1941 Standard Mk1 stowage Carrier, Caunter camo, under restoration.
1941 Standard Mk1 stowage Carrier, light stone, under restoration.
1943 Centaur 6pdr Gun Tank under restoration.
6 pdr 1943 Anti Tank Gun. under restoration.
10 cwt wartime mortar trailer.
World War II Movies
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  #6  
Old 13-06-19, 10:05
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I believe the English Carrier engines are more closely related to an earlier V8 engine (37-LB) than the CMP or Australian Carrier engines (99A), but for our purposes the sumps on the two types are close enough to discuss them as the same.

There are other small, but significant differences with installing a 99A pan to an 8BA engine besides the integral bellhousing.

As can be seen from the comparison of the sump gaskets, there is a small difference with position of bolt holes around the rear crank flange. The 8BA uses a modern or "Conventional" rear flange seal (although it was an radical innovation at the time) and has two bolt either side of the crank flange. The 99A and earlier engines have an inefficient (but typical of the period) seal system using a cup and wick arrangement, and the pan is designed around this system.

The 99A engine also has a valve chamber positive ventilation setup that is quite differnt to the 8BA. The 99A has an internal draft tube from the valve chamber, down the inside of the block to the sump. In the sump chamber, the tube is positioned next to a bulge on the sump pan that is sealed from the engine oil. This bulge has a vent on in that is designed so that when the engine fan is running or the vehicle moving forward, a venturi effect creates a vacuum to draw vapours out of the engine. The 8BA did away with this internal tube by fitting a draft tube direct to the exterior of the inlet manifold that ran down the outside of the engine.
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Old 13-06-19, 10:14
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And before we get that far, is there actually a problem with the 8BA sump?

I measured the 99A sump to be 8 1/4" from the gasket surface to clear of the drain plug, while 2 of the 8BA engines I measured have a sump depth of just a tad over 8", marginally better than the 99A. The 2 engines I measured are Canadian 1951 C1BA blocks with car sump pans. Admittedly, these place the drain plug in a different location to the 99A sump, which might present a problem in a Carrier hull, but I'm sure there will be a version of an 8BA sump pan with the same drain location as the 99A pan.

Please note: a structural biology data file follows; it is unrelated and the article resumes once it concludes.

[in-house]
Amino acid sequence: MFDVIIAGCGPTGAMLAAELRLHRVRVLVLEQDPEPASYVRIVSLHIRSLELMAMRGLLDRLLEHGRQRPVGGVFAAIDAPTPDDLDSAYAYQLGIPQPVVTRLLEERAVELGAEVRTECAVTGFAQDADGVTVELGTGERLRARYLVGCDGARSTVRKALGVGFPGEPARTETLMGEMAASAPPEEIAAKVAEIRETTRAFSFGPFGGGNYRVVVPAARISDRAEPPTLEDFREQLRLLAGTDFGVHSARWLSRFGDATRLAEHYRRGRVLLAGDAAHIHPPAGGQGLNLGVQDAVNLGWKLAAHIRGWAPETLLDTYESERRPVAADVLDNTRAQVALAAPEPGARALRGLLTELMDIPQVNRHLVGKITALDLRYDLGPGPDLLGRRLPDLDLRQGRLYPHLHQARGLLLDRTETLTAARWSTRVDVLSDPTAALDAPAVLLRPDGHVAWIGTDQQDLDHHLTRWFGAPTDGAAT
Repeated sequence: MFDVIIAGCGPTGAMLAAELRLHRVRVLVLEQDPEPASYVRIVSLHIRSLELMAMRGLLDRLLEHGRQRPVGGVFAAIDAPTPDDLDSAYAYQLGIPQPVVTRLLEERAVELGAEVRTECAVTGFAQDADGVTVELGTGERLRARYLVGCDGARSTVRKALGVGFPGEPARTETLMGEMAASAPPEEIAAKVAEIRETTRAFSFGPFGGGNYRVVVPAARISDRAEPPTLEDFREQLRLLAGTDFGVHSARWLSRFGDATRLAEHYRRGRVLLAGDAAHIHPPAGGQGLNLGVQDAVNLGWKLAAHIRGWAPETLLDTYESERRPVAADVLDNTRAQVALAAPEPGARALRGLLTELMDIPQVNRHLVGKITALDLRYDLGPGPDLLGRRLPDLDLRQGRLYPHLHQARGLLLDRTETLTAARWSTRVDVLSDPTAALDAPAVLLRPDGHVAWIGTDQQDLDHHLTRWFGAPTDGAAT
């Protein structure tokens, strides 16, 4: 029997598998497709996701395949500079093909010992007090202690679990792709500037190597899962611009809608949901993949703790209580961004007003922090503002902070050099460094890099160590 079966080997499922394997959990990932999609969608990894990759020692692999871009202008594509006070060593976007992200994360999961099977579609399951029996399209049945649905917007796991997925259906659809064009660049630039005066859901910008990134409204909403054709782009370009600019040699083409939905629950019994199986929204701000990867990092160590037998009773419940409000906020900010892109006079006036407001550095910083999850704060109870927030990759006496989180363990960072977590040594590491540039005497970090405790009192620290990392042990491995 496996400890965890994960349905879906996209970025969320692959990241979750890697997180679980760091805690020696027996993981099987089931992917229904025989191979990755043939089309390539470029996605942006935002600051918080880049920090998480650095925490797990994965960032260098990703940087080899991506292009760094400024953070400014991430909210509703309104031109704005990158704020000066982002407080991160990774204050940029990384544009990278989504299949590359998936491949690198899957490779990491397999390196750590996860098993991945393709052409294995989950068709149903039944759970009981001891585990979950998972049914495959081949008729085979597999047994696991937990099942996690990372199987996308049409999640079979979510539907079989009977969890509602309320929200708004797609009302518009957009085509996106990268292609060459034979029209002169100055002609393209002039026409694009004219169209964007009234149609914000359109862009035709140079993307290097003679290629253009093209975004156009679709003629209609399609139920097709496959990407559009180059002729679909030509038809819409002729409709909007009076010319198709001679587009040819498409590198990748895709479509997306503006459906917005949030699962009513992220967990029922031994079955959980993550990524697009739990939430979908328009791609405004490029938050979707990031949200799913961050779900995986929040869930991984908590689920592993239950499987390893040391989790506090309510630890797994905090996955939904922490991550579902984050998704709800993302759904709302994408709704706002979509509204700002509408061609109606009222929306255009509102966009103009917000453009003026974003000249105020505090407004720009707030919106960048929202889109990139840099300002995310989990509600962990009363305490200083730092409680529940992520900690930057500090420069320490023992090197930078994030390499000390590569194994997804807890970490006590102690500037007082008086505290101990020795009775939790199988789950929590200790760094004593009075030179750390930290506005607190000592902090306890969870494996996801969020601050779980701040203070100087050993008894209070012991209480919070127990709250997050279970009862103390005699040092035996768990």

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Old 13-06-19, 15:11
rob love rob love is offline
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I would suggest the 8BA you are showing Tony is a car engine, while the engine Kevin has shown is a truck engine. Likely a deeper sump on the truck engine. Perhaps installing a car sump onto a truck engine, or conversely installing a truck bellhousing and water pumps onto a car engine is the solution.



When I did mine, it was supposed to be a shortcut instead of rebuilding the original carrier engine. In the end I think it worked out to a lot more time to install than I expected, but as mentioned, it is a very strong, reliable engine.



Kevin: Your figures of £1200 and £1800 for flatheads seems a little outrageous for over here. Running flatheads can still be had for $200 to $800 Canadian pesos. Often you end up buying the whole truck (civilian or farm truck) for thos prices to get the engine, then get some funds back when you sell the remaining truck off to a restorer.
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Old 13-06-19, 20:19
Petr Brezina Petr Brezina is offline
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Kevin, check my thread, there is also a bit info regarding oil sump. I had to also handle with it.
http://www.mapleleafup.net/forums/sh...t=21393&page=4